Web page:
Ketki Ranade

Document Type

Working Paper

Publication Date



This report aims to explore the use of conversion therapy by healthcare providers in Western India to treat homosexuals, the criteria used for selecting clients for conversion therapy, the types of therapies employed, and perceived outcomes of such therapies. In contrast to most international guidelines for treatment of homosexuality, conversion therapy still seems to be practiced by many healthcare providers in India. Findings suggest that providers’ attitudes, understanding, and assumptions regarding normative and non-normative sexuality, homosexuality, marriage, procreation, and change or cure of homosexual sexual orientation makes up a complex belief system that has not incorporated some of the latest international health and human rights perspectives. Findings also suggest that a few healthcare providers nevertheless reported a change in their practice with respect to homosexuality, as a response to changes in the social and medical understanding of same-sex desires over time. The social, political, and legal contexts of same-sex desires in India intersecting with the realities of class, caste, gender, and other factors makes the lived experiences of individuals with same-sex desires extremely complex. The report notes the urgent need to integrate some of the guidelines and models of "affirmative therapy" used in the West into clinical practice in India, and offers recommendations for enabling healthcare providers to employ mainstream thinking in their treatment of homosexual individuals in India.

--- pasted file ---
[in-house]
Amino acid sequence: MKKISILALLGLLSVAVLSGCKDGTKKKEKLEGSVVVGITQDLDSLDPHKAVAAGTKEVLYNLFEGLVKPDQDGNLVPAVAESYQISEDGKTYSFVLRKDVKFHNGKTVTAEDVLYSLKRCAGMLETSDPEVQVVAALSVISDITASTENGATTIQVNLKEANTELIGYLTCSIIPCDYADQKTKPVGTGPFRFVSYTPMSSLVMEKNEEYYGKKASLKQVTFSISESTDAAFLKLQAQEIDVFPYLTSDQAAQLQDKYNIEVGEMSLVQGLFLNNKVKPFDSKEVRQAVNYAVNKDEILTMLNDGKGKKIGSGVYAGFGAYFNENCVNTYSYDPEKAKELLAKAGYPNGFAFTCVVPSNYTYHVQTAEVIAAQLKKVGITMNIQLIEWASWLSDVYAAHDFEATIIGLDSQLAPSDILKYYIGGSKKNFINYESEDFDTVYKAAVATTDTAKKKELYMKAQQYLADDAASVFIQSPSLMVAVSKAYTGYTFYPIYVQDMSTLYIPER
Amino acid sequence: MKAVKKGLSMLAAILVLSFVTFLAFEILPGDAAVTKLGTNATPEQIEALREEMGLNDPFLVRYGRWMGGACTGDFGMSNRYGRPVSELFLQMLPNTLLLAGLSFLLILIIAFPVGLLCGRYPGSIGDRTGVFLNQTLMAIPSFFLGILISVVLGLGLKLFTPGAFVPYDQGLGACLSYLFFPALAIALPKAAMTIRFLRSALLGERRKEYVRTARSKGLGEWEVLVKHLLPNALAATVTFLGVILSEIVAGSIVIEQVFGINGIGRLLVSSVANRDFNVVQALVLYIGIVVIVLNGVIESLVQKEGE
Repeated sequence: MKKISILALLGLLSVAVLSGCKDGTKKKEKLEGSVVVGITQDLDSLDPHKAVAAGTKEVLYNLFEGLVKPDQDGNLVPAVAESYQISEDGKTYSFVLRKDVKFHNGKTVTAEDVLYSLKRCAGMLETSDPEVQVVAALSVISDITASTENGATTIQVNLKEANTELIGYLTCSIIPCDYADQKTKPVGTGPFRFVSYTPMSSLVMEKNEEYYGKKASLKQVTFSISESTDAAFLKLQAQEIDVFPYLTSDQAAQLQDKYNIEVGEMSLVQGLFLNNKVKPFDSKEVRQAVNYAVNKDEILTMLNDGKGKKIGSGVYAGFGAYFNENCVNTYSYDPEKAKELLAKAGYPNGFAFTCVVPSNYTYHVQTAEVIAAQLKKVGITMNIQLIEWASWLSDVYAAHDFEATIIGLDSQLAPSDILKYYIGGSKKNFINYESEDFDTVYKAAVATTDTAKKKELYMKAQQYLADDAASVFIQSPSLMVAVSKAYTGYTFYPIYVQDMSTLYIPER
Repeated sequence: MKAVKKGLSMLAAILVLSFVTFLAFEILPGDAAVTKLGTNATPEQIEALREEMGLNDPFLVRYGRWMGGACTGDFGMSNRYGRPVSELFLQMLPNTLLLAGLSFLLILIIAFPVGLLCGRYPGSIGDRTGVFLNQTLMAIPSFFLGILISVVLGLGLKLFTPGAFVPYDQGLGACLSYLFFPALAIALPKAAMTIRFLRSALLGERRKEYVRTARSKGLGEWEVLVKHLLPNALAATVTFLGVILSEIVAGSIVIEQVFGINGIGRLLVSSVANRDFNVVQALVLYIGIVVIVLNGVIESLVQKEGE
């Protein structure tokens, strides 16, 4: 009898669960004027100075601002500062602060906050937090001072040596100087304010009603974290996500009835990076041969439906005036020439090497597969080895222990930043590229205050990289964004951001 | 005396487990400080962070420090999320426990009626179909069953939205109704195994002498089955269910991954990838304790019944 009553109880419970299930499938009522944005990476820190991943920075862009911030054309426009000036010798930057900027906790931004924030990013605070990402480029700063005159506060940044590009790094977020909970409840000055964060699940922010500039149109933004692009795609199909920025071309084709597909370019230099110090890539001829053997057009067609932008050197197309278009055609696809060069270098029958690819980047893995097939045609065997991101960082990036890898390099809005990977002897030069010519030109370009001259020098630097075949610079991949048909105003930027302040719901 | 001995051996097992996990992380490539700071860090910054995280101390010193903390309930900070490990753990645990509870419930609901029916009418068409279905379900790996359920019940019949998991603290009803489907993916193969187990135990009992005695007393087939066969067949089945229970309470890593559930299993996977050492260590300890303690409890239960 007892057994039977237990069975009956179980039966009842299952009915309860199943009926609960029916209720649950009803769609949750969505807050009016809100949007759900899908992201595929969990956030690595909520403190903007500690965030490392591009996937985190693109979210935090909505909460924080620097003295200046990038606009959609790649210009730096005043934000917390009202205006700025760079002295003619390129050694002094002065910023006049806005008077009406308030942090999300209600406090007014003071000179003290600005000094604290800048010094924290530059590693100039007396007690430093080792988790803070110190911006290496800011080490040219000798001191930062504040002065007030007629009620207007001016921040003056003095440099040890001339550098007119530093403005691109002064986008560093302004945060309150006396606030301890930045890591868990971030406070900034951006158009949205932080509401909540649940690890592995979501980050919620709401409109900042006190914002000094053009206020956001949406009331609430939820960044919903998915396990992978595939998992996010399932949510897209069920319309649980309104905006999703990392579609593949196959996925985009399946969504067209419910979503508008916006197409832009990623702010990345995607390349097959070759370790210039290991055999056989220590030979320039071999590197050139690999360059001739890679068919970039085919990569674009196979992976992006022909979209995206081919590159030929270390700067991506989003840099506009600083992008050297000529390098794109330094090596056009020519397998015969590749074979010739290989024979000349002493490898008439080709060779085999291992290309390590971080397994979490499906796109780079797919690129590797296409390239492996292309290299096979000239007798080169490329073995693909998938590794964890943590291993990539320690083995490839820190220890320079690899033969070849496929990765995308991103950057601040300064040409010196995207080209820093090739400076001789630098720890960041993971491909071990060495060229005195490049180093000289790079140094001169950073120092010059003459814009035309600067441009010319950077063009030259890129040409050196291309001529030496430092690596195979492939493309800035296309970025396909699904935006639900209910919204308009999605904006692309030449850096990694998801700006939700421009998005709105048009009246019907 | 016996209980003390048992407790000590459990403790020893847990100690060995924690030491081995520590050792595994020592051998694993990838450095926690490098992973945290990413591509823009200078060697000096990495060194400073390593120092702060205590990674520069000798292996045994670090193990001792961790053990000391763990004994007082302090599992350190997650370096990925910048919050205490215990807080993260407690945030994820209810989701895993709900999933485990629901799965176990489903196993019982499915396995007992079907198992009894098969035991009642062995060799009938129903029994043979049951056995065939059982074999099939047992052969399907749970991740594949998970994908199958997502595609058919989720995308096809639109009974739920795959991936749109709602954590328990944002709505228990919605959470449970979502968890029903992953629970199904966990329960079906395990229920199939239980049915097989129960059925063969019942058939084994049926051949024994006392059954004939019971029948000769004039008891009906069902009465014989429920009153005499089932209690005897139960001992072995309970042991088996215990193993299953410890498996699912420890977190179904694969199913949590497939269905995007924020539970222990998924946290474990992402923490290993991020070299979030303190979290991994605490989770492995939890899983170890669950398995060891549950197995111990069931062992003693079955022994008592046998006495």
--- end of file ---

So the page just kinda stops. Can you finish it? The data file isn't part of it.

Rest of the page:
Health and Population Innovation (HPI) Fellowship Program